The Pueblo San Cristóbal (LA 80) is noteworthy for its prolific petroglyphs and pictographs and for the Spanish convento with a stone church wall still standing 4 m high. The majority of the rock art in this area are Puebloan, but examples from earlier periods—the Archaic—are also present. The presence of the mission at this pueblo makes it an outstanding place to study the earliest European–Native American contact. In 1912 Nels C. Nelson extensively excavated the sites and identified seventeen roomblocks and estimated 1,645 rooms on the pueblo at one time. The pueblo’s residents had an active role in the Revolt of 1680. The pueblo ceased to be occupied after the revolt.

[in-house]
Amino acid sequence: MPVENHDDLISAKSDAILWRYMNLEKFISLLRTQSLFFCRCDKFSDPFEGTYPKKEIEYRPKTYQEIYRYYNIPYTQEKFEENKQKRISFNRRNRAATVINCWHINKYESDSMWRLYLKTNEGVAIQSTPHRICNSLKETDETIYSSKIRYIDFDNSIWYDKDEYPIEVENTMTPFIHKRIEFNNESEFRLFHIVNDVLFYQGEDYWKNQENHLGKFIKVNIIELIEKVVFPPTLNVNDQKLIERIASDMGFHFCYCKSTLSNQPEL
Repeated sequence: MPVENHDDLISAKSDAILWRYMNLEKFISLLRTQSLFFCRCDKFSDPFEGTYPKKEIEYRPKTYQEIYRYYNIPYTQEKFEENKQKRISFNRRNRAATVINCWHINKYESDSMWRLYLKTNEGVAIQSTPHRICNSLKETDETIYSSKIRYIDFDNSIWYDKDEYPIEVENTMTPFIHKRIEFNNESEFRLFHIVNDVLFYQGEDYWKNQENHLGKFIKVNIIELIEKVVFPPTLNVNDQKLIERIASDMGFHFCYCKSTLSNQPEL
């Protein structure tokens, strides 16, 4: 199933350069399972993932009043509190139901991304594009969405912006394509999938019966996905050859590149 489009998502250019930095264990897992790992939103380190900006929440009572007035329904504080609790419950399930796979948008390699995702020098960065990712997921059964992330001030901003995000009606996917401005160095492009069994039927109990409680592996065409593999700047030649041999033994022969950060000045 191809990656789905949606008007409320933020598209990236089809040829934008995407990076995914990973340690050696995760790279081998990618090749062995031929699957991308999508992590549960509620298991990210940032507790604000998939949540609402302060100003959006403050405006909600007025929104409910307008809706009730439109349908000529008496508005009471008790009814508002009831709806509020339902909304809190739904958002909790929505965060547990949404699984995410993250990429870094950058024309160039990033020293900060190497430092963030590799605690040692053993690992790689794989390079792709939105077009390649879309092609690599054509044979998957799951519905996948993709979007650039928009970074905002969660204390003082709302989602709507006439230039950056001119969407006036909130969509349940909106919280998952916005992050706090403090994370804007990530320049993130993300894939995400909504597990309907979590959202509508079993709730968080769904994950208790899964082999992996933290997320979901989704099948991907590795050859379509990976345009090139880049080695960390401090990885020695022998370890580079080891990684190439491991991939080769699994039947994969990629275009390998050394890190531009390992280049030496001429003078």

Photography for the Office of Archaeological Studies and Friends of Archaeology. 
Information cited from
New Mexico Office of Archaeological Studies
Studio Photographs

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